“Unconsciously inferior” is how Ngāti Hine leader and Waitangi National Trust chairman Pita Tipene describes the way many Māori feel.

He recalls growing up as a young Māori boy in the North and being shy about many aspects of who he was and not wanting to speaking his own language.

But Tipene says the announcements Jacinda Ardern and her 15-strong Māori caucus delivered at Waitangi this year will finally start to shift the mindsets of Pākehā around how they view Māori people and their history.

Racism and unconscious bias are alive and well in New Zealand but from June next year everyone has a public holiday centred on Matariki – the start of the Māori new year – and that creates a conversation that wouldn’t have otherwise existed.

It’s also a far cry from celebrating the Queen’s birthday or a meaningless regional day off.

Tipene says it “goes to the heart of instilling pride and belonging in Māori people’’.

The same goes for the introduction of Māori history in schools and the protection of Māori local government wards making them equal to any other ward.

Māori Development Minister Willie Jackson says most of those things wouldn’t have happened under any other Pākehā government. In the case of the Māori wards he says he has been driving that conversation since as far back as 2001, to no avail.

“Some people might say it’s cosmetic, but we would have got massacred if we hadn’t pushed through some of these changes.’’

He also says there’s a Māori renaissance underway and increasingly those living in urban areas, like South Auckland, are finding a new pride in their culture and language, which means things like a Matariki holiday resonate.

But what about the basics?

In a country as developed as New Zealand you would think access to affordable healthcare and a warm and dry house wouldn’t be much to ask.

Yet for a number of New Zealanders, many Māori, it is – and neither the Government nor iwi leaders appeared to be talking at great length about it.

Prime Minister Jacinda Ardern has spent her four years in the top job referring to them as ‘decades-long challenges’.

In 2018 she came to Waitangi and asked Māori to hold her to account.

But there appears to be a discrepancy between what Māori say are their biggest day-to-day worries and what is debated and discussed between iwi leaders and Government ministers at the annual forum in Waitangi.

ACT Party leader David Seymour picked up on this point but directed his criticism at Ardern, saying there were far greater issues facing Māori than the need for a public holiday.

Willie Jackson, who has spent years working in Auckland with grassroots Māori agencies, has in the past been critical of the forum, saying its elitist.

Now a Government minister, he attends the meetings (this year’s was virtual) and told Newsroom of course Māori prioritise a warm and dry house, good health and employment – they’re issues that will always remain.

But he says the meetings are not solely about that, and much of the focus was acknowledging what has been done –  for example, progress on resolving the controversial land dispute at Ihumātao, Māori wards, history in schools and a Matariki holiday.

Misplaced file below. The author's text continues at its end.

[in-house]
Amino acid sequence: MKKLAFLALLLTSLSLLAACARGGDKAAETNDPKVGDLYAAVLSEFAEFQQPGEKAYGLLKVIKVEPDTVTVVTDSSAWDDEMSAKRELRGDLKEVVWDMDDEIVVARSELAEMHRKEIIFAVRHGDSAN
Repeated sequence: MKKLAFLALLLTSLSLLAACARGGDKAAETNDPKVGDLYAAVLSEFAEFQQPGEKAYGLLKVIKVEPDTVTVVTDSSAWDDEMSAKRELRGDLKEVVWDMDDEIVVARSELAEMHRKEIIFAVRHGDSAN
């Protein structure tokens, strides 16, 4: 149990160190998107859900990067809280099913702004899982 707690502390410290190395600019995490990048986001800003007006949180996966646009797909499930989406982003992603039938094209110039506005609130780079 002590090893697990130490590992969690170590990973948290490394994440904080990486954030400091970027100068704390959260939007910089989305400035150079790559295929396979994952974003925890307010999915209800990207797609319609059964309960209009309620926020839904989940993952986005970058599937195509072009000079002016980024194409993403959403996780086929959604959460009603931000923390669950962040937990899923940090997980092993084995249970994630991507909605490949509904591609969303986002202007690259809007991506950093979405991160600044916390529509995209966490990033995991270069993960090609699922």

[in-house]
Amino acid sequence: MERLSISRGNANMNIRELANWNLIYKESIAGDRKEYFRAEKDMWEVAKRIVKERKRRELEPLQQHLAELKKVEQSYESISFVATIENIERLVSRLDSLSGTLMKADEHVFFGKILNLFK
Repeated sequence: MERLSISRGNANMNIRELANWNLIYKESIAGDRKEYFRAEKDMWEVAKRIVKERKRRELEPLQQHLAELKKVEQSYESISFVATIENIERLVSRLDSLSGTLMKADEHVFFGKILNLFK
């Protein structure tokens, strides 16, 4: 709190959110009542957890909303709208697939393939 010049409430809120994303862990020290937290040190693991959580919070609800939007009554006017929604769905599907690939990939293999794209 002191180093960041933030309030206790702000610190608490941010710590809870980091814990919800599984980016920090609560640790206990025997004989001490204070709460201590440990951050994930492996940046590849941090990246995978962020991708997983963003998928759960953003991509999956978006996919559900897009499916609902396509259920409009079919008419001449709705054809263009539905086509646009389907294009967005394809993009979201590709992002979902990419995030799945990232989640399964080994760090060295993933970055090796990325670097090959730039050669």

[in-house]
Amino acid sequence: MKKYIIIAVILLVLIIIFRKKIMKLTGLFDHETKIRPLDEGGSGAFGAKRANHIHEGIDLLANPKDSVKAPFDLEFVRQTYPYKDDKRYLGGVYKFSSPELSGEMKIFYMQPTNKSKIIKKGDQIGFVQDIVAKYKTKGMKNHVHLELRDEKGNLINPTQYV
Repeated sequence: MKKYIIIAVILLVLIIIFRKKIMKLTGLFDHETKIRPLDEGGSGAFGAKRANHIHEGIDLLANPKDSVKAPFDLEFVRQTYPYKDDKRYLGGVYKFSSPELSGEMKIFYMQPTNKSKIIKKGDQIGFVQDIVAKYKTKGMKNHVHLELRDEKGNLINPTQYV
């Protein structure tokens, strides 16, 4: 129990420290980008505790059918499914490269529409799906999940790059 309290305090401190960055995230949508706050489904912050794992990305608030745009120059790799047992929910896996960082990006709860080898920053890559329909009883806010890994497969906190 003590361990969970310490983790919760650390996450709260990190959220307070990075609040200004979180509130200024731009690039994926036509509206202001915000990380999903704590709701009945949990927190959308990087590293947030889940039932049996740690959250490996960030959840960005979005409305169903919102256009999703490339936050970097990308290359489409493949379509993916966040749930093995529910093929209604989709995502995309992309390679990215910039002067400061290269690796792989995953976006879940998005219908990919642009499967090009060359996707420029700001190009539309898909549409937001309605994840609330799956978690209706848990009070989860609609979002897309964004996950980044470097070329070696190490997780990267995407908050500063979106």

But here in Northland poverty is very real.

You only need to drive 30 minutes from Waitangi to Moerewa to see the impact unemployment, imprisonment and drug addiction is having on whānau.

Tipene says iwi leaders do raise those issues but the imperatives at the forum can sometimes be quite different.

While iwi are increasingly more prominent they’re still building their capacity and capability, “so can’t be all things to all people’’, he says.

“In many cases iwi are focusing on building themselves and prioritizing just a few issues, because if we can get those right then there will be a rising tide on all other issues.’’

Protest mostly replaced by robust debate

Another missing piece is the protests that used to hīkoi to Waitangi in such large numbers, which have mostly disappeared.

Moving the political talks away from Te Tii – the controversial lower marae – in 2018 has helped eliminate a lot of the tension.

The Labour Māori caucus returned to Te Tii this year for a pōwhiri for the first time since 2017 and while Ardern didn’t join, she’s open to doing so if or when she’s invited, which could be the case next year.

Jackson says the whole protest element has simmered and there’s more of a shift towards working with the Government.

Many who take part in the Iwi Chairs Forum have previously been activists and Jackson says they continue to “hammer” on one side whilst also working with the Government.

Ardern says criticising and calling the Government out on its progress isn’t the “flavour” of the meetings she has with the forum.

For Tipene, Waitangi is a chance to properly engage with ministers, like Housing Minister Megan Woods, on home turf.

He says having so many ministers in Te Tai Tokerau for several days allows iwi leaders to chat and brainstorm over a coffee or lunch, without having to travel to Wellington for what is inevitably a brief 30-minute chat.

That access is priceless, he says.

Parliament resumes in Wellington today and Waitangi will quickly seem a lifetime ago for MPs.

Ardern has deemed it the year of the vaccine, and while Covid-19 will hang over the country for some time yet, it didn’t put much of a halt on Waitangi events.

With the exception of the dawn service being held completely outside on the mahau of Te Whare Runanga, everything else went ahead as planned.

Ardern used her speech from the mahau this year to talk about clouds above and new ones looming.

While Covid-19 is one of them, growing inequality for Māori has been casting a shadow for much longer.

Jo Moir is Newsroom's political editor.

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